In remembrance of Alan Turing, the father of computer science, the United Kingdom issued the “Turing Law,” pardoning thousands of gay and bisexual males of abolished sexual offenses.
Those with records of said sexual offenses may reach out to the Home Office to clear their names. Turing was posthumously pardoned in 2013, 60 years after his suicide. Homosexual and bisexual males in the U.K. do not appear to be rejoicing for the decision, seeing that the damage has already been committed. A criminal record with displays of homosexual acts, which were decriminalized in England and Wales back in 1967, could deprive job applicants of being employed.
“It is hugely important that we pardon people convicted of historical sexual offenses who would be innocent of any crime today. Through pardons and the existing disregard process, we will meet our manifesto commitment to put right these wrongs,” stated Justice Minister Sam Gyimah.
The parliament is expected to debate on a bill proposed by John Nicolson, which would instead make the decision a blanket pardon so that everyone living becomes fully pardoned of the outdated offense. But the Nicolson bill allows to make the pardon significant because without the law gay and bisexual males convicted of homosexuality crimes cannot benefit from the decision, even if they are ruled illegal.
The press release issued by the Justice Department reads that the government will not support the Nicolson Bill, arguing that it could lead to people “claiming to be cleared of offenses that are still crimes,” specifically the cases of sex with a minor and non-consensual sexual acts. The Home Office has already rejected a decent amount of cases, mainly those where one of the offenders was a minor and where the act was non-consensual.
Gyimah assured that Nicolson’s requests are valid but that the consequences are not thought-through. The Justice Department’s decision will become part of Britain’s Protection of Freedoms Act. Only 15,000 of the 65,000 men convicted of homosexual sexual activity remain alive.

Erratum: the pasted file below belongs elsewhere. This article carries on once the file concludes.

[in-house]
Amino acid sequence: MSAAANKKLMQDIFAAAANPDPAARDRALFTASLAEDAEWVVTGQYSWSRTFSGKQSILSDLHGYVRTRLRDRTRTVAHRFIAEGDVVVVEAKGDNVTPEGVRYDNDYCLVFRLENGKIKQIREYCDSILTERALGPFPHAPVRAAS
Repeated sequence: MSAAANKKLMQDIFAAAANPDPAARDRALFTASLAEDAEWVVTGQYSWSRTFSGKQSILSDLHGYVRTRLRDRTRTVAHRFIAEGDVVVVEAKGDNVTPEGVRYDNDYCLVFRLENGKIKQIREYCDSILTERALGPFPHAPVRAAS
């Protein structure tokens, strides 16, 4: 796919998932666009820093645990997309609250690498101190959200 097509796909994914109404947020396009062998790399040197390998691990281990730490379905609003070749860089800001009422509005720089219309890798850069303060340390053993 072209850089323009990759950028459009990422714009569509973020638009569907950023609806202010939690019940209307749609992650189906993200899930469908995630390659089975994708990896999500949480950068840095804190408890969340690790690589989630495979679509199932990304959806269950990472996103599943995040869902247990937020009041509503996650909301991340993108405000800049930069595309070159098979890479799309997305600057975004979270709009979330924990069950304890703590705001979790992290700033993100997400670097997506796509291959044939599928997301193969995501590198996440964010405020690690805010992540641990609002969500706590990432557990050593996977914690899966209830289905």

Alan Turing, the father of theoretical computing
Alan Turing worked for the government’s division of codebreaking during World War II. He was a vital part of the intercepting of Nazi coded messages to gain the upper hand in the battlefield. Winston Churchill called Turing the single most important contributor to the Allied victory, being able to shorten the war by at least two years and save over 14 million lives.
After the war, Turing continued to work in computer science, mathematical biology, and chemistry. But in 1952, when he was 39 years old, he met Arnold Murray and started dating. Turing found that his house was burgled, so he went to the police and acknowledged a sexual relationship with Murray. Both men were charged with gross indecency.
Turing was recommended to plea guilty and chose between prison and probation, with the condition that he must undergo hormonal treatment to lose his sex drive. He was injected with estrogens for a year. Turing became impotent and developed gynecomastia or man-breasts. Because Turing was convicted, he had his security clearance removed and was left out of the government’s cryptography agencies.
Turing was found dead at his house on June 8, 1954, due to cyanide poisoning. At the scene, he was found next to a bitten apple, whose seeds contain the deadly chemical compound.
It is suggested that Turing died an accidental death since he worked with gold electroplates, which need cyanide to dissolve the gold. Turing had that device set up in a nearby room, and acquaintances claim that he always ate an apple before going to bed.
In 2009, a petition was issued to the government for an apology for Turing’s persecution. With over 30,000 signatures, the petition was acknowledged.
“His treatment was of course utterly unfair and I am pleased to have the chance to say how deeply sorry I and we all are for what happened to him … So on behalf of the British government, and all those who live freely thanks to Alan’s work I am very proud to say: we’re sorry, you deserved so much better” stated former Prime Minister Gordon Brown.
Another prominent figure from the U.K. convicted for gross indecency was Oscar Wilde. He pleaded not guilty, and the jury was unable to find a verdict at first. He was later imprisoned for two years at Newgate Prison and was sentenced to hard labor, which in reality was picking strings and walking on a treadmill.
Same-sex sexual acts were one punishable by death in the U.K. Protections against discrimination were first enacted in 1999 and the following year gay, and bisexuals were allowed to serve in the armed forces.
In 2005 Wales and England legalized civil partnerships of peoples of the same sex, and nowadays LGBT people enjoy almost the same rights as non-LGBT U.K. citizens. The United Kingdom also has the largest number of LGBTI people serving in parliament.
Source: U.K Government